Hinojosa’s book adds another pattern to our patchwork identity as Mennonites. We can no longer tell the story of what it means to be Mennonite in North America without telling the story of missionary encounters in Hispanic communities, and the racial and cultural hybridization that has happened as a result, as those of us who are Latinos and Latinas have appropriated a Mennonite identity. According to Hinojosa, when Latinos/as (and African Americans) began to claim their identity as Mennonites in the late twentieth century, there emerged an “identity crisis for white Mennonites” (49). As black and brown people found a home in the Mennonite church, white Mennonites had to renegotiate their own understanding of what it meant to be Mennonite. In the United States, Hinojosa claims, “race, not peace and nonresistance, have been at the center of evolving notions of Mennonite theology and identity,” “race has served as a means for a greater redefinition of Mennonite identity” (12, 215).

I’ve been a Mennonite for a decade, and I’m still working out what it means to belong in our tradition. I joined because—living in a country committed to endless wars, living in a nation-state where Christianity functions as the dominant religious logic for the people in power—I had to become part of an historic peace church, if I wanted to somehow still identify myself as a Christian. I need be part of a community of nonviolence, extending beyond my historical moment, and extending beyond my city and state, beyond this country, that teaches me how to pray against violence, that shows me how to live against violence. I wouldn’t know how to call myself a Christian if I couldn’t identify myself as a Mennonite.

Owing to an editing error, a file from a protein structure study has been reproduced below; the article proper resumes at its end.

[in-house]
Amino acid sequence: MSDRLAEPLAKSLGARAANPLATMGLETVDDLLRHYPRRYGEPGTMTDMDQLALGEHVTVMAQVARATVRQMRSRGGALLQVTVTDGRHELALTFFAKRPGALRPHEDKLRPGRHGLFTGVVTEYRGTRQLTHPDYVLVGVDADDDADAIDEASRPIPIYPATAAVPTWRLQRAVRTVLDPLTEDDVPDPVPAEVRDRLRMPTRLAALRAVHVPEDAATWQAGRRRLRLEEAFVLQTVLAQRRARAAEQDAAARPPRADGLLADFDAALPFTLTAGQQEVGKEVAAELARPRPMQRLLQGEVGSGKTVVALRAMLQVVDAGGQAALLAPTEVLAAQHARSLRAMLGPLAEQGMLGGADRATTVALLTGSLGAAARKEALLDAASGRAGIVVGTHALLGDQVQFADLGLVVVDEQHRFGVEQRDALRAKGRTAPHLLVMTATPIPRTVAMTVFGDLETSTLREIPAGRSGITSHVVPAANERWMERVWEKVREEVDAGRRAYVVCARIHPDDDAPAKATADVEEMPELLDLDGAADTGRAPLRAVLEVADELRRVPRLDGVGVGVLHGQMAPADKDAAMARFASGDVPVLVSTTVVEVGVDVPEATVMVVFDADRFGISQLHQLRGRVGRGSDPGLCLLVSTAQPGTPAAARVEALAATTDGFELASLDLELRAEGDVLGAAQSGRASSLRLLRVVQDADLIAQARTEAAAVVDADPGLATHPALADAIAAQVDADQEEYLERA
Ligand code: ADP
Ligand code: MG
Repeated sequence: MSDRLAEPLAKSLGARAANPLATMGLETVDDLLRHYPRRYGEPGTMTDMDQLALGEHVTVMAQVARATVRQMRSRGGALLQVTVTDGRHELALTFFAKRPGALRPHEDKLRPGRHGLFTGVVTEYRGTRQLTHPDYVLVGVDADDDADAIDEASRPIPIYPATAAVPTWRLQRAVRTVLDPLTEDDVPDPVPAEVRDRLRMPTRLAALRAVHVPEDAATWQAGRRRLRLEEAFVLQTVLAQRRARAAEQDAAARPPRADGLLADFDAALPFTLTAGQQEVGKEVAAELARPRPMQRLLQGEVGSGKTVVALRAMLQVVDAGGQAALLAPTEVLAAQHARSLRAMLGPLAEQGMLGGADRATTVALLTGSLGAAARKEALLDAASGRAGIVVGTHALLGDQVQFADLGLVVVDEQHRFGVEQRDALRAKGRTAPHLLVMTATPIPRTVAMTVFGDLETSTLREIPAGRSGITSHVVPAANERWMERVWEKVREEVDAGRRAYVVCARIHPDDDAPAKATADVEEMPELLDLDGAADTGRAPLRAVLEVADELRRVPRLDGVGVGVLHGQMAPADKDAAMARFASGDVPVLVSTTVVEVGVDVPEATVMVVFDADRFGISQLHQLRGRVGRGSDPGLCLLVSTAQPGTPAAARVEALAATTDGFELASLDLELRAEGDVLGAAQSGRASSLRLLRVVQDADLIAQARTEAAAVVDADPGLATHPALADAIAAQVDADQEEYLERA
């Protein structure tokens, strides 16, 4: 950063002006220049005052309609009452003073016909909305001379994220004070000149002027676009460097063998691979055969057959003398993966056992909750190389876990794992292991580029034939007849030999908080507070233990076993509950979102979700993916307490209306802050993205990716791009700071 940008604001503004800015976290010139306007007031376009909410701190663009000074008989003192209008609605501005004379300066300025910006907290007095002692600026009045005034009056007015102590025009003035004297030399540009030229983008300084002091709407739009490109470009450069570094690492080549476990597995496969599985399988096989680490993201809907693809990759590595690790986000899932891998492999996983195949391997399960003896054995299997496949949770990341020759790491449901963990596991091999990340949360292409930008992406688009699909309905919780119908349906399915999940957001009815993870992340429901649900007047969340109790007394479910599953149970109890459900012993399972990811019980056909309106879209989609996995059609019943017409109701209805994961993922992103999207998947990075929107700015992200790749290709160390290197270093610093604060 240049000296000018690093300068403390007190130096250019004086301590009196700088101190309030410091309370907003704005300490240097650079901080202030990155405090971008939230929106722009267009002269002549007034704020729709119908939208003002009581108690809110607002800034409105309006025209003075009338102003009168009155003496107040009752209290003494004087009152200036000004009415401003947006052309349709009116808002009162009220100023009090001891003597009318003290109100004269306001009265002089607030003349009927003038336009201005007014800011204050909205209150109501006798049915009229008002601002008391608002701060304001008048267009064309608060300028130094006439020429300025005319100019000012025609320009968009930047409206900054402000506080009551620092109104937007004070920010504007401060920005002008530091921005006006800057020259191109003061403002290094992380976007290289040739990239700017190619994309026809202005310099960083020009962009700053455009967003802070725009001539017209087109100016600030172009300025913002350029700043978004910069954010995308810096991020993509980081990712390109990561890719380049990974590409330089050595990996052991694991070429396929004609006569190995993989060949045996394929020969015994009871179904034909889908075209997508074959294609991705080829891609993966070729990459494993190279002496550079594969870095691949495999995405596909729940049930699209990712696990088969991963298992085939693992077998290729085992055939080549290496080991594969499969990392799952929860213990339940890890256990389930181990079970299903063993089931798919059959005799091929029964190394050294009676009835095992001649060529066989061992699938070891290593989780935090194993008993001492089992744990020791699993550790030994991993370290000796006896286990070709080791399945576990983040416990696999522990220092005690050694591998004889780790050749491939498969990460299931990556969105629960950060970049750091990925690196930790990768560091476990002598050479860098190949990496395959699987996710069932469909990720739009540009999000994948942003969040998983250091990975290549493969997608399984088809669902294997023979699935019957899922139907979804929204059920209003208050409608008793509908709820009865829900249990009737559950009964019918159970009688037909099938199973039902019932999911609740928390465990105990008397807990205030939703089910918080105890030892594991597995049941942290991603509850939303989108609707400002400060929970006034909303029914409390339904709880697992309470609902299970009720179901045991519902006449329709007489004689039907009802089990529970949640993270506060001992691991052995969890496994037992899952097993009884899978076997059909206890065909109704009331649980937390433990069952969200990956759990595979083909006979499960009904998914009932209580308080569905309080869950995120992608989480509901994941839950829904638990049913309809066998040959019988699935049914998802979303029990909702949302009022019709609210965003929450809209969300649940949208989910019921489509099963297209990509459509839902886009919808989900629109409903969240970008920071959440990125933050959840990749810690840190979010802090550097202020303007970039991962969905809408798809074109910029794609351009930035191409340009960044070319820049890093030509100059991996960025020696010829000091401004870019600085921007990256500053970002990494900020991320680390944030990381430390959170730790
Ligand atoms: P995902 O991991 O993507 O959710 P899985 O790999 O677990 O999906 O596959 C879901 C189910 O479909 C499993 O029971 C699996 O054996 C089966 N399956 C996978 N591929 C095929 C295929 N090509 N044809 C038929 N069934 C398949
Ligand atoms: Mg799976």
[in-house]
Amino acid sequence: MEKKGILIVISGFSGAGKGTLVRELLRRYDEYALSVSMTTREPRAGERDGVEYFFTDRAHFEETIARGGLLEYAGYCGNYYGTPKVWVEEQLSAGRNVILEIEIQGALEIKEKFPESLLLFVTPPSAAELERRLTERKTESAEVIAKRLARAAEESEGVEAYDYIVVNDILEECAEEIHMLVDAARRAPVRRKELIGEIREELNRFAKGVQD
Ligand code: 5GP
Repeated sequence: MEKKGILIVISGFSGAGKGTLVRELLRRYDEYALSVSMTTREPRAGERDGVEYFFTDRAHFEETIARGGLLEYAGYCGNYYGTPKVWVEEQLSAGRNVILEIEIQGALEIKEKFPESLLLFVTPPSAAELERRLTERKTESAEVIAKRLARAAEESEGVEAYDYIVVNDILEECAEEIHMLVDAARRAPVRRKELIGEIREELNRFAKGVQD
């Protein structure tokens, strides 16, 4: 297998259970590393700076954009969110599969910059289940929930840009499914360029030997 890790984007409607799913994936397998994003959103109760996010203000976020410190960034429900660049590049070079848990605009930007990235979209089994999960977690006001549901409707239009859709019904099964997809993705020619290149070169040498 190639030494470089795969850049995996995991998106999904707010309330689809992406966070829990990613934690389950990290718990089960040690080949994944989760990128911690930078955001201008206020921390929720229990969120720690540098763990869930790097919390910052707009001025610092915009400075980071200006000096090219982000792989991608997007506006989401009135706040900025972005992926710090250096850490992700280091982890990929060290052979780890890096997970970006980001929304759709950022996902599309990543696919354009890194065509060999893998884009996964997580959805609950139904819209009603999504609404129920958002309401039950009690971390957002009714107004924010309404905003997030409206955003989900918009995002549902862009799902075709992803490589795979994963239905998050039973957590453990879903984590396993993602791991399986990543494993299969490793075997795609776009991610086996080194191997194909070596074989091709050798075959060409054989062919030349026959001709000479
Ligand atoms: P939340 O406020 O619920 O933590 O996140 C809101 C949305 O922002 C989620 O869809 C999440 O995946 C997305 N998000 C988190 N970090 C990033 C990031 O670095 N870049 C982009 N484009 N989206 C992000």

After reading Hinojosa’s book, I don’t know if I would have had the perseverance to work out my Latino Mennonite identity in the 1950s. “There was also a sense that in a church dominated by people with surnames like Yoder and Miller,” Hinojosa observes, “the new and unfamiliar crop of leadership posed a threat to this tightly knit ethno-religious community” (72). Nonetheless, black and brown people stayed with the Mennonite church, and made room for the rest of us today. As Ted Chapa, a former Latino Mennonite leader, put it: “because of what we did back then, the doors of the church have been opened for minorities” (203).

Mennonite theology and culture has always been an amalgamated identity, a history of commingling, a fusion from the beginning—from Benedictine communalism to Hussite radicalism, from Swiss clothing to Dutch baking. So-called “Mennonite” Zwieback rolls, after all, were common in the port cities of the Netherlands in the sixteenth century, food for people on the move, sailors and migrants. The further we dig into Mennonite identity, the further we find ourselves among our neighbors, among cultures and traditions of non-Mennonite peoples. There is no essence to Mennonite identity, only serial hybridization—an identity created through merger after merger of cultural traditions, ethnic identities, and theological commitments. A Mennonite is a multiplicity. To be a Mennonite is to be part of a hyphenated people, even if we’ve forgotten all the combinations that make us who we are. Although unpronounced, the hyphen is there within any Mennonite identity.

As Mennonites continue to hybridize, perhaps we may soon find ourselves at a church potluck, loading our plates with Puerto Rican mofongo, Mexican arroz con pollo, and Costa Rican gallo pinto, alongside Borscht, Zwiebach, Pfeffernuesse, and shoofly pie—all having become traditional “Mennonite” food.

Isaac S. Villegas is a pastor at Chapel Hill Mennonite Fellowship in North Carolina (USA), serves on the Executive Board of Mennonite Church USA, and is a member of the editorial committee of Anabaptist Witness.